The state of New York's many lakes, rivers and waterways are home to an abundant variety of fish, including trout and all types of bass. During the winter, many of these waterways freeze over. Don't let the frigid temperatures and frozen water stop you from experiencing New York's famous fishing. Employ specific ice fishing tips to land a catch, even in the coldest New York winter.
The depth of the lake in which you are fishing will affect the type of fish you can catch, thereby influencing the type of bait or lure you use. In New York, deep lakes are home to trout, salmon and pike. Shallow lakes or ponds are home to perch and pickerel. The depth of the lake will also affect your choice of sinker, with heavier sinkers being opted for in deeper environments.
When ice fishing, all anglers must possess a fishing license unless fishing in waterways separating the state from its northern Canadian neighbors. As of 2009, fishing licenses cost $19 per year for residents and $40 per year for visitors. You may obtain a license from the New York Department of Environmental Conservation (see Resources) or from licensing counters at most sporting good stores and general retailers in the state.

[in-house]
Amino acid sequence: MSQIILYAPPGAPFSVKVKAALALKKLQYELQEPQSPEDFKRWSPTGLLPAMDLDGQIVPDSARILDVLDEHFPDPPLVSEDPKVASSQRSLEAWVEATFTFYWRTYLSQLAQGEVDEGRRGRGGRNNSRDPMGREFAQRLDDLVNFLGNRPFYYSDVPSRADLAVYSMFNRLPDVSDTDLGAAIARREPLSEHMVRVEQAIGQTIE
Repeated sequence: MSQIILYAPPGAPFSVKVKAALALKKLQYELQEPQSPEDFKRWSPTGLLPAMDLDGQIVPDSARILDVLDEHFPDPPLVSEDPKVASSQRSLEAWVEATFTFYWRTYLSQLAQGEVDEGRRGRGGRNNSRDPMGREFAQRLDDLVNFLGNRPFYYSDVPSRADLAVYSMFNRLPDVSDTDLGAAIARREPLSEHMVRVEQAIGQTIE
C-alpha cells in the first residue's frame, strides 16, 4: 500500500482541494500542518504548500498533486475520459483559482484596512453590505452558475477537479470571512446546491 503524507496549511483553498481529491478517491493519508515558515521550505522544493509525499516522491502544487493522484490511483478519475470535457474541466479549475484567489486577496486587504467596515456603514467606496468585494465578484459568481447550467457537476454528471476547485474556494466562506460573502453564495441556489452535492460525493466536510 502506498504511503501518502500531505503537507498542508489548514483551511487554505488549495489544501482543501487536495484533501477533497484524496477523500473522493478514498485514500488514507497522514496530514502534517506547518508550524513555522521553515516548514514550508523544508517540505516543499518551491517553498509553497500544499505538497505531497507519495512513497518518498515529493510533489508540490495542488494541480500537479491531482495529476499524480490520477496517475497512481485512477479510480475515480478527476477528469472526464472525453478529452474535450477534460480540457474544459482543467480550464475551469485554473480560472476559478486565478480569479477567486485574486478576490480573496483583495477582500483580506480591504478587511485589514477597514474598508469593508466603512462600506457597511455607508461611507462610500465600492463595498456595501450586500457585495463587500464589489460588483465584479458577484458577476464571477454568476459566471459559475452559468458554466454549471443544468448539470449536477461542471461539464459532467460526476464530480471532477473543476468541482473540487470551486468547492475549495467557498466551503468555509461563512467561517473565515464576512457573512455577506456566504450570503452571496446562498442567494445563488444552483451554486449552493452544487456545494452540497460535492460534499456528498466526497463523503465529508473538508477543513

Breaking the Ice
Cutting a hole in the ice to facilitate ice fishing is often challenging for beginner ice anglers. One of the best ways to cut the ice on a lake or pond is to use an ice auger. The size of the auger is determined by the type of fish you are trying to catch, with larger fish such as salmon requiring larger holes in the ice. In New York, a six- to eight-inch auger is sufficient for most of the species found in its lakes
Ice Fishing Safety
Take precautions to ensure your health while out in New York's frigid winter weather. Wear multiple layers to guard against cold-induced health problems such as frostbite. Ensure adequate ventilation if using a propane-powered heater in an ice fishing shelter. Most importantly, check the ice for cracks before walking onto it. Though most of New York's lakes should be sufficiently frozen by December, anglers should ensure the ice is at least six inches thick before walking on it.
Article Written By Josh Duvauchelle
Josh Duvauchelle is an editor and journalist with more than 10 years' experience. His work has appeared in various magazines, including "Honolulu Magazine," which has more paid subscribers than any other magazine in Hawaii. He graduated with honors from Trinity Western University, holding a Bachelor of Arts in professional communications, and earned a certificate in applied leadership and public affairs from the Laurentian Leadership Centre.